Now we are deemed ready to make sausages.  We put on our aprons.  Miko, our supervisor, pours two huge bags of ground pork on a marble table along with a considerable amount of minced garlic and indicates that we should start kneading it.  When this is done to his satisfaction, he leads us back to Dario for the preparation of the final ingredient.  Dario pours salt and pepper into a bowl and begins working the mixture with one hand.  After a minute or so, he holds it out for us to smell, and it is astonishing: the heat of the hand-mixing has added a hint of something smokier, more complex.  Are there other ingredients?  Cecchini nods.  “Amore!” he says, “Passione!” We take the magic elixir, and return to our station to stuff and tie the sausages into links.

We lunch at the communal table upstairs, gorging ourselves on porchetta and Tuscan meatloaf, not to mention the spectacular olive oil cake.  As we stop by the shop on our way out, Miko is behind the counter, selling our sausages.  Dario presents us with our aprons, which he signs with a flourish, and embraces us when we tell him what a wonderful day we’ve had.  As we leave, we hear the American tourists behind us negotiating for the purchase of an apron.  “You can’t buy them,” Kim says firmly.  “You have to earn them.”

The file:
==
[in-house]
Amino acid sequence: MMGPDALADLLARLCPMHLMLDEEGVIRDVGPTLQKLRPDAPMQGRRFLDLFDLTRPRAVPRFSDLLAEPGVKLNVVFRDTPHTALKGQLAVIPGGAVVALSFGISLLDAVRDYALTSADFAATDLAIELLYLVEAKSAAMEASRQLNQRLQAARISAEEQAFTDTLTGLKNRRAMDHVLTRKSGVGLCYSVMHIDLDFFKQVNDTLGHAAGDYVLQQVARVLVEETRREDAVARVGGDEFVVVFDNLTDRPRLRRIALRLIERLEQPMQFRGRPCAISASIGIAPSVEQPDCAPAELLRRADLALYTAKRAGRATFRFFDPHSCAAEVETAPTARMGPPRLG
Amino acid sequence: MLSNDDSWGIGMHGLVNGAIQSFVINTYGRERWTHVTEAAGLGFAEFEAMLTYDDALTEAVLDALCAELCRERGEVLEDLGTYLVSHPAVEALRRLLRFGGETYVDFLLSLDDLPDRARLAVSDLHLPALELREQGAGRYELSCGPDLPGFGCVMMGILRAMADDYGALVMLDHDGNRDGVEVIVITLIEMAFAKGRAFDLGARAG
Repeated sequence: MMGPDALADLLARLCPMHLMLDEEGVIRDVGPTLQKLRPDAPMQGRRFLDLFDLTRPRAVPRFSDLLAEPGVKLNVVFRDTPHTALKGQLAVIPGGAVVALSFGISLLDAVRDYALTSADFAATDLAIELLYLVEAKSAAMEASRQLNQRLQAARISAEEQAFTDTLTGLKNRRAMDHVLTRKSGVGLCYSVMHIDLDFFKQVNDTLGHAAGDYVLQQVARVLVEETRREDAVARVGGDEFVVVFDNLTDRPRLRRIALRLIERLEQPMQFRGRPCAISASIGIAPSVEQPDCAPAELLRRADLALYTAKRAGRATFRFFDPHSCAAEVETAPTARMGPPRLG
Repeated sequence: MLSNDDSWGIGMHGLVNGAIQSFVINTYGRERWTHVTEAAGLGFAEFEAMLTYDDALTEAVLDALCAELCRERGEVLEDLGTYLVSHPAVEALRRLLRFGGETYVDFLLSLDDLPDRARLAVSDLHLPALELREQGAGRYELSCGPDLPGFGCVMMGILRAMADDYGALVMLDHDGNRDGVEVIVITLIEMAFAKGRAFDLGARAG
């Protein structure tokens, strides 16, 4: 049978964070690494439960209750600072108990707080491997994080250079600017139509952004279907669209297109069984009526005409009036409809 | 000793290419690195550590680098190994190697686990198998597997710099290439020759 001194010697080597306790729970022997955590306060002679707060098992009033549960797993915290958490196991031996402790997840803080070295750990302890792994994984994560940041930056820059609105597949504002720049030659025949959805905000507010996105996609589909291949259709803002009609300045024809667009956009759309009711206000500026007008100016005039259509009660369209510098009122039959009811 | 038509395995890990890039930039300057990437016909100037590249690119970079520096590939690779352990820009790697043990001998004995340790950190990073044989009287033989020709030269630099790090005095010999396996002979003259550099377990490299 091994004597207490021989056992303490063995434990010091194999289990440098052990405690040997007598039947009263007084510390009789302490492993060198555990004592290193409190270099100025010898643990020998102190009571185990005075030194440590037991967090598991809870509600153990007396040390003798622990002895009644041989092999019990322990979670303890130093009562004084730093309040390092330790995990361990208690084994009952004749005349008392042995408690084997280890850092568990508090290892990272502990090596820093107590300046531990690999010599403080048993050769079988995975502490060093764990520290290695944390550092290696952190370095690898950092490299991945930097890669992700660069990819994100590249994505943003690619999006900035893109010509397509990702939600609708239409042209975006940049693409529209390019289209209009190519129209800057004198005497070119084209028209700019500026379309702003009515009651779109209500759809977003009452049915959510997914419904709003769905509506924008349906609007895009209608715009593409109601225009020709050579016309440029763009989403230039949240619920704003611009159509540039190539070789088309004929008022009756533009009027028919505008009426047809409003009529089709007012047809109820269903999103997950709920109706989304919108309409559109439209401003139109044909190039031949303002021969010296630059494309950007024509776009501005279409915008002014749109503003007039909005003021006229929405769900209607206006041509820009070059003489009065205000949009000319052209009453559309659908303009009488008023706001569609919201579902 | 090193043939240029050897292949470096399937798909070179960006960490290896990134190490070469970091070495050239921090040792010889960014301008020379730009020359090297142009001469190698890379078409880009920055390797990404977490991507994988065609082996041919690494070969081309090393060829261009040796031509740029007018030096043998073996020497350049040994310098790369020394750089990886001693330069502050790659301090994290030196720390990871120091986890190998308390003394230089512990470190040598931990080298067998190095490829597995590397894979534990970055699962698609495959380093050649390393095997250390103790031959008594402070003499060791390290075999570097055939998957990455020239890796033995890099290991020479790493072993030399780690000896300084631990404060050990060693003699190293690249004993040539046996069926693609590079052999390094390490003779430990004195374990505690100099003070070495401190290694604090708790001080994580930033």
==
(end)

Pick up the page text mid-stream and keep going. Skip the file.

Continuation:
The Writing Life

Summer Reading: Lean In, The Fault In Our Stars and The Interestings

Kate Hilton, Best Selling Author, The Hole in the Middle, Book Club, Book ClubsI went to a high school that assigned summer reading.  This was fortunate, since I was the kind of high school student who absolutely adored being assigned summer reading.  Often, I read everything on the list of options provided by the school, although I was only required to read a selection.  Now that I have sons, I recognize this behavior as unusual, but at the time it seemed perfectly normal, part of the natural rhythm of summer.

Upon our return, during the first week of school, we would be asked to write an essay that linked overarching themes of the various, otherwise unconnected novels, together.  This summer, I have midlife disappointment on my mind, since it is one of the themes of my own novel, The Hole in the Middle (coming out in December 2013).  Perhaps it’s not surprising, then, that my brain has been teasing midlife themes out of all of the books I’ve been reading.

First out of the gate for comment is Sheryl Sandberg’s Lean In.  I confess that I’ve been surprised by the furor that has erupted over the book.  I don’t think it says anything revolutionary, and I very much doubt that Sandberg does either.  If you’ve had even glancing contact with any feminist theory over the past twenty years (and most people who studied liberal arts at a university during this period have), the ideas articulated here won’t surprise you.  The freshness comes from the biographical details of Sandberg’s journey to the top echelons of business, rather than from the social science evidence that she uses to bolster her arguments.